The University of Southampton
University of Southampton Institutional Repository

Stabilization of global temperature at 1.5°C and 2.0°C: Implications for coastal areas

Stabilization of global temperature at 1.5°C and 2.0°C: Implications for coastal areas
Stabilization of global temperature at 1.5°C and 2.0°C: Implications for coastal areas
The effectiveness of stringent climate stabilisation scenarios for coastal areas in terms of reduction of impacts/adaptation needs and wider policy implications has received little attention. Here we use the Warming Acidification and Sea level Projector Earth systems model to calculate large ensembles of global sea-level rise and ocean pH projections to 2300 for 1.5oC and 2.0oC stabilisation scenarios, and a reference unmitigated RCP8.5 scenario. The potential consequences of these projections are then considered for global coastal flooding, small islands, deltas, coastal cities and coastal ecology. Under both stabilisation scenarios, global-mean ocean pH (and temperature) stabilise within a century. This infers significant ecosystem impacts are avoided, but detailed quantification is lacking, reflecting scientific uncertainty. In contrast, sea-level rise is only slowed and continues to 2300 (and beyond). Hence, while coastal impacts due to sea-level rise are reduced by climate stabilisation, potential impacts continue to grow for centuries. Sea-level rise in 2300 under both stabilisation scenarios exceeds unmitigated sea-level rise in 2100. Therefore, while the need for adaptation to sea-level rise is reduced by climate stabilisation, adaptation remains essential in densely populated and economically important coastal areas. Given the multiple adaptation steps that this will require, an adaptation pathways approach has merits for coastal areas.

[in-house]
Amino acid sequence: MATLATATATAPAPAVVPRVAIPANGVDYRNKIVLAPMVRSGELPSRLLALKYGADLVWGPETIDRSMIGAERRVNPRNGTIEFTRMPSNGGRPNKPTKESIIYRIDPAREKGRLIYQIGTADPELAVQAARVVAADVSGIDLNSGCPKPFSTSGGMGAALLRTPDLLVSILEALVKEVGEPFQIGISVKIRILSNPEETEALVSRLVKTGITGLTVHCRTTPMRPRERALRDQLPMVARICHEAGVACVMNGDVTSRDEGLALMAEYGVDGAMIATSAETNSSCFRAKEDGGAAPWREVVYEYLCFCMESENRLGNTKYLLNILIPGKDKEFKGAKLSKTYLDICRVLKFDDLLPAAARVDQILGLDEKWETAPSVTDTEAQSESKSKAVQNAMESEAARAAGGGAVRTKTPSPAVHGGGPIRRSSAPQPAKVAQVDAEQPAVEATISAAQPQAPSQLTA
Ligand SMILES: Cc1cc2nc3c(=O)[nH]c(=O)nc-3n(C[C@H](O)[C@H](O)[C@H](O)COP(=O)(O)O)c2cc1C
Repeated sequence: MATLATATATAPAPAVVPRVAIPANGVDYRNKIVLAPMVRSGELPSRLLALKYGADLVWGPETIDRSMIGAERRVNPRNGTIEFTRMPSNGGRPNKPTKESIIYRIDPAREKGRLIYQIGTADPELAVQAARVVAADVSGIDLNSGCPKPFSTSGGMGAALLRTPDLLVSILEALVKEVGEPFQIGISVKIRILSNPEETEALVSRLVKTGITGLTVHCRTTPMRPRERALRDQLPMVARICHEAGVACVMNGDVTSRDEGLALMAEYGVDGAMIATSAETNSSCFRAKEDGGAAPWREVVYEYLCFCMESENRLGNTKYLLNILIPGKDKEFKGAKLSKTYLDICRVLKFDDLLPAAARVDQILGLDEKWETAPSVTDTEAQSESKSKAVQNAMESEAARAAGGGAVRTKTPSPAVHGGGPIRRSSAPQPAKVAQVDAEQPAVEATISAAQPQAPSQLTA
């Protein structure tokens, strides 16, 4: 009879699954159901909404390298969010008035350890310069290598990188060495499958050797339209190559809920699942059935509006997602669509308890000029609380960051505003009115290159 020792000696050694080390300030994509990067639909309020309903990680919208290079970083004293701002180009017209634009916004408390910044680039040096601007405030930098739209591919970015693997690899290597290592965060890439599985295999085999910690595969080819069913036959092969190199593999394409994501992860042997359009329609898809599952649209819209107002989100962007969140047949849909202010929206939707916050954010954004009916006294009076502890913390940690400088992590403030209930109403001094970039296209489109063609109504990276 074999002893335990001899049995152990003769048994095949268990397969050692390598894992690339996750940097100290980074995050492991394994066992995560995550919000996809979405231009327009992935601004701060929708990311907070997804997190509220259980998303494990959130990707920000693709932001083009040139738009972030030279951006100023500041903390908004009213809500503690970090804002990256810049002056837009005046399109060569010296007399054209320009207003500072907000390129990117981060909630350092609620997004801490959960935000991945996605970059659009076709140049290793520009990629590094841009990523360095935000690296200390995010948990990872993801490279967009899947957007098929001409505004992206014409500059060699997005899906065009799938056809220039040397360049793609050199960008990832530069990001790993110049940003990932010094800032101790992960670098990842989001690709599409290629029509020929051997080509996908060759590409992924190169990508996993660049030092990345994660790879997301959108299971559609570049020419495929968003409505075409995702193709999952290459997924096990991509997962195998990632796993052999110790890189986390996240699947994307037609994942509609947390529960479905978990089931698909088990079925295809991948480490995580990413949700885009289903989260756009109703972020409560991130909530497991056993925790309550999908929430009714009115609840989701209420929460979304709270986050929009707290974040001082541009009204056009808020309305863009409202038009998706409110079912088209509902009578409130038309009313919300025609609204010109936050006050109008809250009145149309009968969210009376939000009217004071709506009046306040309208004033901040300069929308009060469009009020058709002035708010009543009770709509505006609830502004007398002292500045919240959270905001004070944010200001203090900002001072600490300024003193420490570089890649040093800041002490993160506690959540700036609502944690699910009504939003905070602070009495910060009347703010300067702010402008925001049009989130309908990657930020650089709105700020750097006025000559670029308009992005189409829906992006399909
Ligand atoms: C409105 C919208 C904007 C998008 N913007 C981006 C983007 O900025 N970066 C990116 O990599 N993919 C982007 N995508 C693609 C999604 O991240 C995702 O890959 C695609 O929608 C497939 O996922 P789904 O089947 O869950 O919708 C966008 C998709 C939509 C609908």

sea-level rise, ocean pH, climate mitigation, climate adaptation, coastal impacts
1364-503X
Nicholls, Robert
4ce1e355-cc5d-4702-8124-820932c57076
Brown, Sally
dd3c5852-78cc-435a-9846-4f3f540f2840
Goodwin, Philip
87dbb154-5c39-473a-8121-c794487ee1fd
Wahl, Thomas
6506794a-1f35-4803-b7f7-98702e57e667
Lowe, Jason
728c4904-22ef-448f-80d9-f319f5b513f0
Solan, Martin
c28b294a-1db6-4677-8eab-bd8d6221fecf
Godbold, Jasmin
df6da569-e7ea-43ca-8a95-a563829fb88a
Haigh, Ivan, David
928be075-377f-4e1c-875b-910c3a480443
Lincke, Daniel
8b279c5b-dd6e-46f4-9c8d-adf83f6ea2cd
Hinkel, Jochen
9c7e8026-955c-42cd-9179-6113efbf1339
Wolff, Claudia
e1c98db0-156d-49db-9d03-710eb3c96ab6
Merkens, Jan-Ludolf
4a431698-ef82-4252-b0de-28aea9197469
Nicholls, Robert
4ce1e355-cc5d-4702-8124-820932c57076
Brown, Sally
dd3c5852-78cc-435a-9846-4f3f540f2840
Goodwin, Philip
87dbb154-5c39-473a-8121-c794487ee1fd
Wahl, Thomas
6506794a-1f35-4803-b7f7-98702e57e667
Lowe, Jason
728c4904-22ef-448f-80d9-f319f5b513f0
Solan, Martin
c28b294a-1db6-4677-8eab-bd8d6221fecf
Godbold, Jasmin
df6da569-e7ea-43ca-8a95-a563829fb88a
Haigh, Ivan, David
928be075-377f-4e1c-875b-910c3a480443
Lincke, Daniel
8b279c5b-dd6e-46f4-9c8d-adf83f6ea2cd
Hinkel, Jochen
9c7e8026-955c-42cd-9179-6113efbf1339
Wolff, Claudia
e1c98db0-156d-49db-9d03-710eb3c96ab6
Merkens, Jan-Ludolf
4a431698-ef82-4252-b0de-28aea9197469